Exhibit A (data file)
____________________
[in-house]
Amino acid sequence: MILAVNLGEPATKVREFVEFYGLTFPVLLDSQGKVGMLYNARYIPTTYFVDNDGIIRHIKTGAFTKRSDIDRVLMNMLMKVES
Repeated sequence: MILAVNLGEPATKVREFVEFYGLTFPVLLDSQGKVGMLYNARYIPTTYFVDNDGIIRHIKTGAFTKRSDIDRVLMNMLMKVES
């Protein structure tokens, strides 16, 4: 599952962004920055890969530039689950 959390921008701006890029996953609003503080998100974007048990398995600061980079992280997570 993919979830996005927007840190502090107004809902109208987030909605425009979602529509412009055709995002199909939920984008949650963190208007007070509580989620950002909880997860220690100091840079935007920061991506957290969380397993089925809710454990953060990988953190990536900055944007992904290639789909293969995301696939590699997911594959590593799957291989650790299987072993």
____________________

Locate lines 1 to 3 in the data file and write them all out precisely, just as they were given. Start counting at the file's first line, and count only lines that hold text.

[in-house]
Amino acid sequence: MILAVNLGEPATKVREFVEFYGLTFPVLLDSQGKVGMLYNARYIPTTYFVDNDGIIRHIKTGAFTKRSDIDRVLMNMLMKVES
Repeated sequence: MILAVNLGEPATKVREFVEFYGLTFPVLLDSQGKVGMLYNARYIPTTYFVDNDGIIRHIKTGAFTKRSDIDRVLMNMLMKVES